The assumption of both arguments is that the “can’t” factor truly exists. Additionally, the idea that internships insulate privileged children from boredom or physical challenge, an assumption implicit in Reeves’ work as well, is unjust; most college students regardless of parental income level work part-time at just such a job during the school year. Aside from rather bitter insinuations, the two authors also assume that the purpose of an internship is to segue into a job in one specific field and ideally at the entity that hosted the internship.

The truth is that both arguments express an antiquated view of the world. From a practical perspective, young people now use internships to establish whether they have viable strengths in different fields. Also technology has introduced the possibility of interning remotely - externship - into the equation. Since much of Murray’s argument is predicated on the cost of living in cities where internships are offered, the hypothesis is invalidated due to sheer technological change. I would not call either man nostalgic, especially given Dr. Murray’s avowed Never-Trump attitude. But the truth is that the anti-unpaid internship cause fits modern circumstances about as well as the President’s 1950s view of manufacturing fits the new economy (less than ten percent of the population worked in factories in 2016 and that number is projected to drop to barely six percent in ten years). Work for reception of immediate reward and the idealized blue-collar worker might have existed once, but these models are gone and to attempt to revive them is to introduce identity politics; creating problems concerning entry-level positions will have the same effect.

The narrative espoused by Reeves and Murray, who are merely specific examples of a larger mentality, is predicated on a zero-sum attitude. Let Francis Light’s gold coins represent unpaid work and future opportunity in the modern employment jungle. Modern students are analogous to those who cleared the jungle in the quest for coins. In allegorical terms, the modern mentality casts the sacrifices made by those who found gold coins after abandoning daily penny-wage labor and working for free as somehow taking from those who preferred the security of a regular payment, however small. Just as it is ridiculous to think that the risk-takers who found gold coins somehow stole something intangible from the penny-laborers, it is illogical to think that unpaid interns have an unfair advantage over those working low-paying jobs.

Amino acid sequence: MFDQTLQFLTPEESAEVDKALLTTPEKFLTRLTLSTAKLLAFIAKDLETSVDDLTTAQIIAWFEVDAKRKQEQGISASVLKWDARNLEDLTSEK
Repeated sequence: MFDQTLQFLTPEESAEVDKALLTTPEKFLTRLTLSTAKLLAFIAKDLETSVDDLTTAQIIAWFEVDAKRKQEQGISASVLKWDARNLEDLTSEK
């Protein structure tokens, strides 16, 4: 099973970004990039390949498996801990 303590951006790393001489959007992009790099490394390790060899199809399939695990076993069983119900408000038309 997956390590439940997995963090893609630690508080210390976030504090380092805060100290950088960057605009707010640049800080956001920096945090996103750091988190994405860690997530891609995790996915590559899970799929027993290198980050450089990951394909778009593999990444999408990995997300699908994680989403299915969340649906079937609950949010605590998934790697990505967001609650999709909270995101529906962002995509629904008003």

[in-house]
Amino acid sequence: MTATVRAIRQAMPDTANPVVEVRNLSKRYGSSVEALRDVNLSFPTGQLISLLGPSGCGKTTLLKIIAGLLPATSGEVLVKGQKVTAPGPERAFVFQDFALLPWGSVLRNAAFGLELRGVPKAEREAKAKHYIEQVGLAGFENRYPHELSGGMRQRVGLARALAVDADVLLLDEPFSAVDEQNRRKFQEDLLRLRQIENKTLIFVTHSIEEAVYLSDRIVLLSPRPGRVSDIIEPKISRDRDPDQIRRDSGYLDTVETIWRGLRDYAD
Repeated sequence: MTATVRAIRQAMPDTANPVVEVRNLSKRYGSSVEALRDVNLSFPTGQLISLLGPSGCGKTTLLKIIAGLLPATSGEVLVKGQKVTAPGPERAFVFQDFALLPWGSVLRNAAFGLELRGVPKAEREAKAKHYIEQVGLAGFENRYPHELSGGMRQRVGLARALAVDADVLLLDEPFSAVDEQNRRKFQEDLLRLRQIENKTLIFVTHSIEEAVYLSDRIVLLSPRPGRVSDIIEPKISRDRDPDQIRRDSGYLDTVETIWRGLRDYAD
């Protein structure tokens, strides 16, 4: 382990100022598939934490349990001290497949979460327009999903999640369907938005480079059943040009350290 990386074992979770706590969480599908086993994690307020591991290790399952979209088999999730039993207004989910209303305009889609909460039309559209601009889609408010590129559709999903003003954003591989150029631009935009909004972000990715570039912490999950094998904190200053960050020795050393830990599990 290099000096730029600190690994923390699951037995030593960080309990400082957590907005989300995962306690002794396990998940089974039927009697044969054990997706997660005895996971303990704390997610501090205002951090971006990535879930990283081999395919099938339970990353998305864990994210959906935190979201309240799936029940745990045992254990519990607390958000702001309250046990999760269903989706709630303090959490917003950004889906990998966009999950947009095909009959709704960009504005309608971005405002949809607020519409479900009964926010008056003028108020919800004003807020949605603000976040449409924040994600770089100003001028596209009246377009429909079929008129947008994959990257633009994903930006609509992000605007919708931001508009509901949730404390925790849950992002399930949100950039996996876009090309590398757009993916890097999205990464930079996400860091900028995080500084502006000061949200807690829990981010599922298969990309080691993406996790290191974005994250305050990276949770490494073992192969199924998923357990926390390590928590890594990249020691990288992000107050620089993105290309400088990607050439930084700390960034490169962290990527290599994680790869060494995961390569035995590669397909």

In a free market, truly liberal society, those who wish to take risks should be allowed to do so. An unpaid internship is a risk, and abolition of it in the name of social justice equality serves no purpose except to limit young people’s options. It would successfully limit competition, certainly, but history indicates that the consequences of anti-competitive mentality and actions are undesirable.    

 

 

                       

 

      

  

    

 

 

           

     

 

   

 

Mary Lucia Darst